Time has passed since the last film, Bridget and Mark have broken up years ago having it become clear that they were not a good match after all. She has continued in her career with a great deal of success and has a social circle that includes old friends who have become domesticated with kids and others who can still head off to a music festival for the weekend rather than go quietly into the night. Bridget no longer smokes and is more comfortable with her body now having achieved a healthy lifestyle courtesy of Renee Zellweger refusing to put on weight for the sequel. She meets Mark at a party and despite maybe their break up being for the best of reasons they fall into old habits because it feels familiar and comforting. You ever done that? At the music festival she meets a nice enough cute guy who’s digging her and when in a Yurt with Ed Sheeran playing she finds herself living in the moment and letting the alcohol take you somewhere frisky. You ever done that?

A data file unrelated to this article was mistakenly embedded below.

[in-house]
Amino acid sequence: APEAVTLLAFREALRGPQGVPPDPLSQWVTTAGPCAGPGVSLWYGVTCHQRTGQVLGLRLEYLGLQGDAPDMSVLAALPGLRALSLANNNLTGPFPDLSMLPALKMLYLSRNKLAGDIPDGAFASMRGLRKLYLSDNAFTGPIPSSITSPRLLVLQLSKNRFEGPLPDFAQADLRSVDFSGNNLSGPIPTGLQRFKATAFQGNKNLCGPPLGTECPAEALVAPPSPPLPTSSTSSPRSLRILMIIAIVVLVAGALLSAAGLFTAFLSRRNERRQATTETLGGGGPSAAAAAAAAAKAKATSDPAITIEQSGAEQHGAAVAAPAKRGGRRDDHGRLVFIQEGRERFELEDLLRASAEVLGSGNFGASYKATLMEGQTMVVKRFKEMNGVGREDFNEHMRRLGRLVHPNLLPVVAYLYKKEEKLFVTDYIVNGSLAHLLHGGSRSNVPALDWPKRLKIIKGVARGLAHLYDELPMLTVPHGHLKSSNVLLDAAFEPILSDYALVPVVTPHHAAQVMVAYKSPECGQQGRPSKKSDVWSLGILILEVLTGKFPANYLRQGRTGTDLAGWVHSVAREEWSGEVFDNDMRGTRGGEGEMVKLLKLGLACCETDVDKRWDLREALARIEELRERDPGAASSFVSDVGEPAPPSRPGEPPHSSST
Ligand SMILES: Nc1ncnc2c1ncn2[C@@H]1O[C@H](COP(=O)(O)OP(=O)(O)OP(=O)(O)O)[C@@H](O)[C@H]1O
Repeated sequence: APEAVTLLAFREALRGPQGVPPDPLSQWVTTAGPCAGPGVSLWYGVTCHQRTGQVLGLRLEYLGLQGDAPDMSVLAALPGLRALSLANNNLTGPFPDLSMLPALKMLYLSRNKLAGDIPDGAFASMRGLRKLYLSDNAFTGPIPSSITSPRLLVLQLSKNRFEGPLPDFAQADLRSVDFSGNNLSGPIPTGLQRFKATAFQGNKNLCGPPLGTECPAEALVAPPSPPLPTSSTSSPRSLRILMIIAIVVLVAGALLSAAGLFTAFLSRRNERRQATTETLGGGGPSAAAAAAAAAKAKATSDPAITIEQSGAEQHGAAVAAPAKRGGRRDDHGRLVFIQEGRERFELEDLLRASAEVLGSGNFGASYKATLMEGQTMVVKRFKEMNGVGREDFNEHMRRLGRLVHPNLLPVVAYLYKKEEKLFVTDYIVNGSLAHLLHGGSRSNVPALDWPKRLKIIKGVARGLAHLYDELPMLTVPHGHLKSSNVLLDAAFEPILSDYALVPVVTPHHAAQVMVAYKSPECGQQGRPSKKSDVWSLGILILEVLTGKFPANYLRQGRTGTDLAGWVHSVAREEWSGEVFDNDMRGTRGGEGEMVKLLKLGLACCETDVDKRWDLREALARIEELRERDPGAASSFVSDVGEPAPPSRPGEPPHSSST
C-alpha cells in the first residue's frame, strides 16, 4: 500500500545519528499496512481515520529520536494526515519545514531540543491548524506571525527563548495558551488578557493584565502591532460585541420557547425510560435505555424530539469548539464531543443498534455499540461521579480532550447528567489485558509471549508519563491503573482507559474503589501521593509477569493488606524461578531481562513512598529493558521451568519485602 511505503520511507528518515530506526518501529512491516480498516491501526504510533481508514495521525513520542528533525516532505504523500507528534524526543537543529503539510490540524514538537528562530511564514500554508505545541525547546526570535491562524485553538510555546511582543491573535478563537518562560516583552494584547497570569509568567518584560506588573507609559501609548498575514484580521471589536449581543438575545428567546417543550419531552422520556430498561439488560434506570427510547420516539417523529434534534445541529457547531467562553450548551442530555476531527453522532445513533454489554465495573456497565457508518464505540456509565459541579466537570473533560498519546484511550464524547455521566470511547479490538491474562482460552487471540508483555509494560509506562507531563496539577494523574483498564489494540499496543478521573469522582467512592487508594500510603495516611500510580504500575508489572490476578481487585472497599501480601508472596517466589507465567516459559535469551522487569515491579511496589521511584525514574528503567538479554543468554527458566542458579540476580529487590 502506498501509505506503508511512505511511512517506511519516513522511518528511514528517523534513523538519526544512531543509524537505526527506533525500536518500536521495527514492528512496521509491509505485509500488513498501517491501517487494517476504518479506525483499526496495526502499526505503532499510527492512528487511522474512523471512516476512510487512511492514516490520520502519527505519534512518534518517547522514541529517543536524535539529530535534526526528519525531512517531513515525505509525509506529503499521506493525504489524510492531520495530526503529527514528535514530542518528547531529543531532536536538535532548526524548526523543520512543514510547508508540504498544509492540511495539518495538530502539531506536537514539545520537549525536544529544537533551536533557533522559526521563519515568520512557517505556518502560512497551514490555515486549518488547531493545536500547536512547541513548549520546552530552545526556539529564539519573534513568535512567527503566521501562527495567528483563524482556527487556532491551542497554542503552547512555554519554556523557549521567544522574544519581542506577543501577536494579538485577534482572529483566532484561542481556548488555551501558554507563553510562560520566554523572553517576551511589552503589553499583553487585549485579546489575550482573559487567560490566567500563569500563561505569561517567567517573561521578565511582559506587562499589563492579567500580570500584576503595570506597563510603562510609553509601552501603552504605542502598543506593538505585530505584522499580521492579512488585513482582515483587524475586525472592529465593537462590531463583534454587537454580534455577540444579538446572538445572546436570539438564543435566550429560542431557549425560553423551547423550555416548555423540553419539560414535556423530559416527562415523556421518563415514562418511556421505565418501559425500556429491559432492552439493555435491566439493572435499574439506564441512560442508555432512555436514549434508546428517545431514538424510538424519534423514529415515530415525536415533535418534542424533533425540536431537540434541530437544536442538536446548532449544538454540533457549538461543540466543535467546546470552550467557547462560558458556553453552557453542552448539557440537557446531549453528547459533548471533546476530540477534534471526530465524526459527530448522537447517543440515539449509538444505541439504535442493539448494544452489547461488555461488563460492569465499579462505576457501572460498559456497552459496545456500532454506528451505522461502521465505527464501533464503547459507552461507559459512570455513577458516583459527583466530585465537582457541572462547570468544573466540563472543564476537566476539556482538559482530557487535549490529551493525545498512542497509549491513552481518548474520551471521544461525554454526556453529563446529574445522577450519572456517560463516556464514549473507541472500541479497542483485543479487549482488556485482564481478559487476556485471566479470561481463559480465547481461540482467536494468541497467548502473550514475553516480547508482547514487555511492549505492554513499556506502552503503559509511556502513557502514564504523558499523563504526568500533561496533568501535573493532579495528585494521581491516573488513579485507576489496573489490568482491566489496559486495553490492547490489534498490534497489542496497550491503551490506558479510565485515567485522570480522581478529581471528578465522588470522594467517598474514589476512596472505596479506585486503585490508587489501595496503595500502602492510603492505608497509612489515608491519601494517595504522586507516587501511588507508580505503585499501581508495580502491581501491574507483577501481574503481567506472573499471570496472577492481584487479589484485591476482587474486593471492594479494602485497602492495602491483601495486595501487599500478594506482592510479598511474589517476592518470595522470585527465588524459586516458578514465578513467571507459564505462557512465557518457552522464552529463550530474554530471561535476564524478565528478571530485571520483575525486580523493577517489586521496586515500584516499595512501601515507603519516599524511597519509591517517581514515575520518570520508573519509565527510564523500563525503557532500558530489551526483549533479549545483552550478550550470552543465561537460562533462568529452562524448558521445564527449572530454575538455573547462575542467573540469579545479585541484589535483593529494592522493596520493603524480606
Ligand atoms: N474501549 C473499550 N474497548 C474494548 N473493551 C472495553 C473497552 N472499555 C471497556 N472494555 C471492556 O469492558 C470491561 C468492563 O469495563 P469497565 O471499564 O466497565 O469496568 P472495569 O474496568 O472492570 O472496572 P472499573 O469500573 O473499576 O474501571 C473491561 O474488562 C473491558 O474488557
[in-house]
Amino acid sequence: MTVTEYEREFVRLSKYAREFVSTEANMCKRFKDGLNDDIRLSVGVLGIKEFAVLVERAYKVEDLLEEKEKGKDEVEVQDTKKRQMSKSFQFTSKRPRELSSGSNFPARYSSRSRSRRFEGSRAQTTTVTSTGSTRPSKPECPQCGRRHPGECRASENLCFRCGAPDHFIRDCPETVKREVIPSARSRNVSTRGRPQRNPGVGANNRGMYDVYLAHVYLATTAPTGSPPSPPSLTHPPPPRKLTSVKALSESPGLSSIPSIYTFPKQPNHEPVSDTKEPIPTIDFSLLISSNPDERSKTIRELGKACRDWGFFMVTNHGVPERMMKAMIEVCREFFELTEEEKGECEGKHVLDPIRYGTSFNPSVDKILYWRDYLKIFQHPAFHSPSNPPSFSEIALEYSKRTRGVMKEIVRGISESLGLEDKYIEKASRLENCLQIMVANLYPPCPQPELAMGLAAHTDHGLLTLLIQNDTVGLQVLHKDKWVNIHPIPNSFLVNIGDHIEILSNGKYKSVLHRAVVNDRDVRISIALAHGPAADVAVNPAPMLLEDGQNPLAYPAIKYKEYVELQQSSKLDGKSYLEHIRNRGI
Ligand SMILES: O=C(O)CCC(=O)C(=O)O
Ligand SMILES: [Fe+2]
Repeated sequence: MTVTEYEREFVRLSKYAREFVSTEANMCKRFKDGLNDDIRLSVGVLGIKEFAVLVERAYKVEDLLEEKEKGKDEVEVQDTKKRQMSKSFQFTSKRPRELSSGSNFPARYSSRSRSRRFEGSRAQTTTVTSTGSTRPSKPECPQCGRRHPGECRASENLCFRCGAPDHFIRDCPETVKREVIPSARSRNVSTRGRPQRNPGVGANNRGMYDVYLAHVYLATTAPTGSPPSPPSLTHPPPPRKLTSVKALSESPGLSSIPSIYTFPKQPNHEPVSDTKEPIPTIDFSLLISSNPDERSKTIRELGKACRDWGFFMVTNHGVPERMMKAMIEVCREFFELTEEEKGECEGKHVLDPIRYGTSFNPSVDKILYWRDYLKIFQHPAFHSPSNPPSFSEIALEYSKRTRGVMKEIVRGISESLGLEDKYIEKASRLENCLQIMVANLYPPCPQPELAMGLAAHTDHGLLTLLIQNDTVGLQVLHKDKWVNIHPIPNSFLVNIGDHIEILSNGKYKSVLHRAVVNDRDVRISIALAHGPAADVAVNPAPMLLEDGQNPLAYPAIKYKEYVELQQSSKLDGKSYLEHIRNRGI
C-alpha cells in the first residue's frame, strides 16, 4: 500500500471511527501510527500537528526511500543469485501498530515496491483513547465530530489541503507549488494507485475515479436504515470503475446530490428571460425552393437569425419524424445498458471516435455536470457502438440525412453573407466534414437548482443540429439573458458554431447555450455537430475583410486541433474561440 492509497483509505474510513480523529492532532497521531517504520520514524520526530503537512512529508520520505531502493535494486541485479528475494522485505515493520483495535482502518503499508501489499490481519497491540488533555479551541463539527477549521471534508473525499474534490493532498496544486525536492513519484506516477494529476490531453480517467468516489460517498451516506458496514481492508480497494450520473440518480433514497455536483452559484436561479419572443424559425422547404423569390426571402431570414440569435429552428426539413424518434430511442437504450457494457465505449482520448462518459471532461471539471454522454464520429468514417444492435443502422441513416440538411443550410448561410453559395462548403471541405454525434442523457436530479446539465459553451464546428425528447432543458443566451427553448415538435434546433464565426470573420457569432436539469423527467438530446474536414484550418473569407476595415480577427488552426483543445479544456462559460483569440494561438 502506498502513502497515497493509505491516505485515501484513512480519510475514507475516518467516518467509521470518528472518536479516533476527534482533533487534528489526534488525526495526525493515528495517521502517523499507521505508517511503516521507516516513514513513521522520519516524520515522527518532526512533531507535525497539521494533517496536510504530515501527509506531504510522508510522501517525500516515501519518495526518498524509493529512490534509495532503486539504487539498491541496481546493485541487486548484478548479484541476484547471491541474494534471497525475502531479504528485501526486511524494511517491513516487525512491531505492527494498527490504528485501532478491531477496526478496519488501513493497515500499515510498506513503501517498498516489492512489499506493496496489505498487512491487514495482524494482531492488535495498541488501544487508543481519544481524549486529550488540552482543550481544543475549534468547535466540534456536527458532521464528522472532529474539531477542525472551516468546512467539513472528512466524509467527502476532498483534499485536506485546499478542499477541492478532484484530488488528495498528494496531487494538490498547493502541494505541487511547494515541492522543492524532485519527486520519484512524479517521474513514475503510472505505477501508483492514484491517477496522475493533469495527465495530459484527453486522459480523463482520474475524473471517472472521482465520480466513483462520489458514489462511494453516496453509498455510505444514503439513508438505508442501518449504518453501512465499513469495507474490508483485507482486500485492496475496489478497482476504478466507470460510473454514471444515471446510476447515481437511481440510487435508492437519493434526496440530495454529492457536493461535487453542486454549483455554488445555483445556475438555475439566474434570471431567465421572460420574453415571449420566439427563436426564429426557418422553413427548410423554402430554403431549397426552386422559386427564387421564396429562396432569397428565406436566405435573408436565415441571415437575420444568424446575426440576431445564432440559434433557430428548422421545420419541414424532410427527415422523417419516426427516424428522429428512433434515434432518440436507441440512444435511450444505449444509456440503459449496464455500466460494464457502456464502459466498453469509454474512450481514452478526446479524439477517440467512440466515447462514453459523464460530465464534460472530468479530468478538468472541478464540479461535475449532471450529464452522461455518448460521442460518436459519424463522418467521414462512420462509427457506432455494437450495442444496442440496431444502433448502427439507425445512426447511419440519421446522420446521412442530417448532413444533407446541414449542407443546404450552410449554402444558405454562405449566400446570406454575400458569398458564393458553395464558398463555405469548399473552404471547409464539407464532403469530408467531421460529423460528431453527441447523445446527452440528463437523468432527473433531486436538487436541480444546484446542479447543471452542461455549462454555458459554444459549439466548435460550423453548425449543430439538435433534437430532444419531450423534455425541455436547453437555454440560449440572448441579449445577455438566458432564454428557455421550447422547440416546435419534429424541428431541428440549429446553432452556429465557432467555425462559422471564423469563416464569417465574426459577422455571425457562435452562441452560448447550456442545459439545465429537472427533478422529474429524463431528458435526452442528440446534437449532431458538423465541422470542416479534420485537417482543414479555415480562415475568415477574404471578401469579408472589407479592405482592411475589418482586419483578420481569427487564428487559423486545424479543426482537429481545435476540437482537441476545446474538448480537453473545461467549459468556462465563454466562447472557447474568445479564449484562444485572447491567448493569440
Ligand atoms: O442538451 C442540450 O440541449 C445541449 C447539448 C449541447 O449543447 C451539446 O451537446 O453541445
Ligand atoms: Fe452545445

Then Bridget finds out she’s pregnant and can’t quite decide who she wants to be the Dad and so both get involved in her life. Jack Qwant played by Patrick Dempsey is a millionaire, drives a motorbike, looks great and is very emotionally available. You know-he’s a fuckin’ smug prick. A key scene shows Mark and Qwant (try saying that 5 times really fast and see what comes out) trying to assist Bridget with Qwant getting the upper hand in helpfulness. Finally Mark endearingly offers to hold her phone having run out of options. In that moment you love Mark Darcy yet again. Every guy has been in that situation and most girls know it’s the guy who wants to help you out of love not scoring points who’s the catch.
The film is well mounted and of now, job security and facing the other side of 40 with a happy life but not necessarily a family feel very current. Bridget has changed with the times but stayed still lovable and endearing reminding us all that Renee Zellweger should really get more work if she wants it. Film work that is.
An enjoyable enough sequel until a flashback with the two leads circa 2001 reminds us how much we loved the original. Bridget Jones’s Baby ain’t quite as funny or memorable as that film was and is but it’s a nice enough diversion.